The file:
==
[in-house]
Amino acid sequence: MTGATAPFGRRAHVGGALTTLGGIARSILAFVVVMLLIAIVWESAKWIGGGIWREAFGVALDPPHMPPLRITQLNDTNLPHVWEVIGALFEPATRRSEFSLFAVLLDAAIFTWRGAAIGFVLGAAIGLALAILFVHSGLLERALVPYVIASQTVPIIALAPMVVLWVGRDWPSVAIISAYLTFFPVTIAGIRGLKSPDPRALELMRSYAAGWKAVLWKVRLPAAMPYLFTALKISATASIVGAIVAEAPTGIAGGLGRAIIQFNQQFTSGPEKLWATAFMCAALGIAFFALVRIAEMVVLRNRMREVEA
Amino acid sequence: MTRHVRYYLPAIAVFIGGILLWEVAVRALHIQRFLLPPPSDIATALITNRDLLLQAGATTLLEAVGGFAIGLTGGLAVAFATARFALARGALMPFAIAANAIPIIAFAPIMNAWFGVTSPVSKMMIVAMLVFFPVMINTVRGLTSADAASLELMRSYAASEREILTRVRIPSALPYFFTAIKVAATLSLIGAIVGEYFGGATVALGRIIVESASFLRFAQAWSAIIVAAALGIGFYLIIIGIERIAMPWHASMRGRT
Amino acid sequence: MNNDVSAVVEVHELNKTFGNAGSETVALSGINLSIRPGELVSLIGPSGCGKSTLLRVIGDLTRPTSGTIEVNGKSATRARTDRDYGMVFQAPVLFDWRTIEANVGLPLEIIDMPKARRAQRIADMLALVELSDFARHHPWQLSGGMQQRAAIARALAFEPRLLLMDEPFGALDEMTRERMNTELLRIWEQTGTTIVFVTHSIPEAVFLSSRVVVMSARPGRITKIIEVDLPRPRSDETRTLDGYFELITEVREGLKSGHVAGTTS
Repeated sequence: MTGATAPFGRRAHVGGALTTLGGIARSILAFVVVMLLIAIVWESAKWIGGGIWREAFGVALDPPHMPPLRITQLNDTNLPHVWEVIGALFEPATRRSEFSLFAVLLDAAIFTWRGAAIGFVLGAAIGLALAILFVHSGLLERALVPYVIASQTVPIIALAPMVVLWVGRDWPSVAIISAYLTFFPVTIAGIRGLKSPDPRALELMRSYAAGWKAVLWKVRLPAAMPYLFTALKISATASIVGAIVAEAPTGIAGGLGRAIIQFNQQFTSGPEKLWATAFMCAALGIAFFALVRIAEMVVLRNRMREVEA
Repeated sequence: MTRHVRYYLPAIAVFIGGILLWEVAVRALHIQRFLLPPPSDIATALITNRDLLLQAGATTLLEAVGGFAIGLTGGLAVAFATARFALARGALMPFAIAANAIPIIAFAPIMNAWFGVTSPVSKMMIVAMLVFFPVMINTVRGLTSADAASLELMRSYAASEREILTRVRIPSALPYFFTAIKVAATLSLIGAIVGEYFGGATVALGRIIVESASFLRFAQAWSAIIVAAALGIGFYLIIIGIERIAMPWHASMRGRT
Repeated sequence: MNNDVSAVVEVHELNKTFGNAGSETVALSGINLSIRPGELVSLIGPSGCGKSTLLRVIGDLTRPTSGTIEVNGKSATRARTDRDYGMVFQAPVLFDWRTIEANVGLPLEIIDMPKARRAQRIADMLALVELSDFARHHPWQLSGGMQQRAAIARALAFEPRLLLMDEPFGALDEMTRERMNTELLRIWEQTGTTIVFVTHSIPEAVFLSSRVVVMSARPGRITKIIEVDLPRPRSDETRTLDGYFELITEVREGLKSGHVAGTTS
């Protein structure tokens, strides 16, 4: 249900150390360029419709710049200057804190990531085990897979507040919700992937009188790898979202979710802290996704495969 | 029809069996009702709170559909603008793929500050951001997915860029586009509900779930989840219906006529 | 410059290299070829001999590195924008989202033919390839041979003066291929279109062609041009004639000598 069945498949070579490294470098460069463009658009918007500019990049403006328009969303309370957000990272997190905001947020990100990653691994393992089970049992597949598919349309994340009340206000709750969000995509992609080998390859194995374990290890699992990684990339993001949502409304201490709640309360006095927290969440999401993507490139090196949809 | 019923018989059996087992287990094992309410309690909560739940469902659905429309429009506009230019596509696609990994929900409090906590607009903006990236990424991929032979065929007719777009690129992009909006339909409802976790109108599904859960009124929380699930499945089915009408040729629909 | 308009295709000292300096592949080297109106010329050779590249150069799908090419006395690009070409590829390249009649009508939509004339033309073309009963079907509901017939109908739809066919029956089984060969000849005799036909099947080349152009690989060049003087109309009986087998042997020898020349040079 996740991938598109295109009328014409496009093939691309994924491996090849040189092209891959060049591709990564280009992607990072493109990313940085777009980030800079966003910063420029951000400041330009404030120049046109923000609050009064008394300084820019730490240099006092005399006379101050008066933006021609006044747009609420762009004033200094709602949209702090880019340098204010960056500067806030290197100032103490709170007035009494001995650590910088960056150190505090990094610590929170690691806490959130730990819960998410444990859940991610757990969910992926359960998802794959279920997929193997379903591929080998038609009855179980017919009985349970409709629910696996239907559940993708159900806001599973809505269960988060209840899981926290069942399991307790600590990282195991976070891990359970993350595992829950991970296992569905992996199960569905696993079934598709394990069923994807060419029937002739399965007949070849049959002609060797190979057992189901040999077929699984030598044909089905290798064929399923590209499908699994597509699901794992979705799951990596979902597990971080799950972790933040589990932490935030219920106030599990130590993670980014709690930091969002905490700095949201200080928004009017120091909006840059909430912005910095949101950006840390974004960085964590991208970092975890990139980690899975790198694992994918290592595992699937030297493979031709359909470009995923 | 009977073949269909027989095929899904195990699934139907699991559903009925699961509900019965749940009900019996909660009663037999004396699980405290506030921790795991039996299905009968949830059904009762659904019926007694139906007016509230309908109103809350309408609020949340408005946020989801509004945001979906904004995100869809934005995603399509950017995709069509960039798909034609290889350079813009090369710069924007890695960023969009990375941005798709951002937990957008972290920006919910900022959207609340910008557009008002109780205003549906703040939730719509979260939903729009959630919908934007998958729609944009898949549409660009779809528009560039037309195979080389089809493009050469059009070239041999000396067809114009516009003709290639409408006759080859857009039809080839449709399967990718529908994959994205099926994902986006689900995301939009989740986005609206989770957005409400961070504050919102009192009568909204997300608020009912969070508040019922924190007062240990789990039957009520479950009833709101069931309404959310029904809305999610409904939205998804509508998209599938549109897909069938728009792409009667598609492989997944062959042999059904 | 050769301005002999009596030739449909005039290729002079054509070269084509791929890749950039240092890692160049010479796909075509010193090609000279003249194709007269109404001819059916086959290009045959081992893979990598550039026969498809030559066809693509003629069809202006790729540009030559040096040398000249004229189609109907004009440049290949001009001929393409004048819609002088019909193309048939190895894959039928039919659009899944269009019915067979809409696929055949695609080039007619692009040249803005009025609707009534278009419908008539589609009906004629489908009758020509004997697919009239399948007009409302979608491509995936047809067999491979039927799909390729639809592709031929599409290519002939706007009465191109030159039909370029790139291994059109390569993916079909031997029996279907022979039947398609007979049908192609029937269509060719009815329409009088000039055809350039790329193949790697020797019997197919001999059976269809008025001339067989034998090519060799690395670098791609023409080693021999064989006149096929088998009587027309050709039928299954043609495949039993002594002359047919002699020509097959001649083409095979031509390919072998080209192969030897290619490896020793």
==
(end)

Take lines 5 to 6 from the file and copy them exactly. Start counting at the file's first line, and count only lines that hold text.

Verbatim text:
Repeated sequence: MTGATAPFGRRAHVGGALTTLGGIARSILAFVVVMLLIAIVWESAKWIGGGIWREAFGVALDPPHMPPLRITQLNDTNLPHVWEVIGALFEPATRRSEFSLFAVLLDAAIFTWRGAAIGFVLGAAIGLALAILFVHSGLLERALVPYVIASQTVPIIALAPMVVLWVGRDWPSVAIISAYLTFFPVTIAGIRGLKSPDPRALELMRSYAAGWKAVLWKVRLPAAMPYLFTALKISATASIVGAIVAEAPTGIAGGLGRAIIQFNQQFTSGPEKLWATAFMCAALGIAFFALVRIAEMVVLRNRMREVEA
Repeated sequence: MTRHVRYYLPAIAVFIGGILLWEVAVRALHIQRFLLPPPSDIATALITNRDLLLQAGATTLLEAVGGFAIGLTGGLAVAFATARFALARGALMPFAIAANAIPIIAFAPIMNAWFGVTSPVSKMMIVAMLVFFPVMINTVRGLTSADAASLELMRSYAASEREILTRVRIPSALPYFFTAIKVAATLSLIGAIVGEYFGGATVALGRIIVESASFLRFAQAWSAIIVAAALGIGFYLIIIGIERIAMPWHASMRGRT